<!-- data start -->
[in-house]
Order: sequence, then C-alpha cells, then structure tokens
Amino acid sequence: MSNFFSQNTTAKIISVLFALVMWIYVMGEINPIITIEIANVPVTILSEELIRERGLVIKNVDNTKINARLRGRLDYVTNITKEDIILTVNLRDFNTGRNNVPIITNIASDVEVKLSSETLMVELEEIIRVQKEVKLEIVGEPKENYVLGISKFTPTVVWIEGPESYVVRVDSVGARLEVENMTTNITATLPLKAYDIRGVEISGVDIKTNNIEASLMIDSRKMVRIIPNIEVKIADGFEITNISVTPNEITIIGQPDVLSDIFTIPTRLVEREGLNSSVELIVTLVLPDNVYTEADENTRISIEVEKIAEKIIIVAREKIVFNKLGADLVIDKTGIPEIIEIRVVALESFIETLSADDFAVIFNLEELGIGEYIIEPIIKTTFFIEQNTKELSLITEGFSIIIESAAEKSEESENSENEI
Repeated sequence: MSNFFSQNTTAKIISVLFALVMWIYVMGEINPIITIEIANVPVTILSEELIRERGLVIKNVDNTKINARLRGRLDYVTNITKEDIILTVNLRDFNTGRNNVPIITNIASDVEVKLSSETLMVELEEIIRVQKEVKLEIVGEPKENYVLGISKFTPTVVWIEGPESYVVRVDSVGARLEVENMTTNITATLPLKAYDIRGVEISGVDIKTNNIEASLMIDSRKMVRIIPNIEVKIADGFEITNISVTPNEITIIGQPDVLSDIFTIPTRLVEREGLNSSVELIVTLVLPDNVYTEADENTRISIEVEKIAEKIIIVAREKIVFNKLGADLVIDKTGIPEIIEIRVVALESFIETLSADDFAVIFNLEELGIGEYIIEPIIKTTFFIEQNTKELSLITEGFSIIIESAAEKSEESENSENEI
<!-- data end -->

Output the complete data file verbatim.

[in-house]
Order: sequence, then C-alpha cells, then structure tokens
Amino acid sequence: MSNFFSQNTTAKIISVLFALVMWIYVMGEINPIITIEIANVPVTILSEELIRERGLVIKNVDNTKINARLRGRLDYVTNITKEDIILTVNLRDFNTGRNNVPIITNIASDVEVKLSSETLMVELEEIIRVQKEVKLEIVGEPKENYVLGISKFTPTVVWIEGPESYVVRVDSVGARLEVENMTTNITATLPLKAYDIRGVEISGVDIKTNNIEASLMIDSRKMVRIIPNIEVKIADGFEITNISVTPNEITIIGQPDVLSDIFTIPTRLVEREGLNSSVELIVTLVLPDNVYTEADENTRISIEVEKIAEKIIIVAREKIVFNKLGADLVIDKTGIPEIIEIRVVALESFIETLSADDFAVIFNLEELGIGEYIIEPIIKTTFFIEQNTKELSLITEGFSIIIESAAEKSEESENSENEI
Repeated sequence: MSNFFSQNTTAKIISVLFALVMWIYVMGEINPIITIEIANVPVTILSEELIRERGLVIKNVDNTKINARLRGRLDYVTNITKEDIILTVNLRDFNTGRNNVPIITNIASDVEVKLSSETLMVELEEIIRVQKEVKLEIVGEPKENYVLGISKFTPTVVWIEGPESYVVRVDSVGARLEVENMTTNITATLPLKAYDIRGVEISGVDIKTNNIEASLMIDSRKMVRIIPNIEVKIADGFEITNISVTPNEITIIGQPDVLSDIFTIPTRLVEREGLNSSVELIVTLVLPDNVYTEADENTRISIEVEKIAEKIIIVAREKIVFNKLGADLVIDKTGIPEIIEIRVVALESFIETLSADDFAVIFNLEELGIGEYIIEPIIKTTFFIEQNTKELSLITEGFSIIIESAAEKSEESENSENEI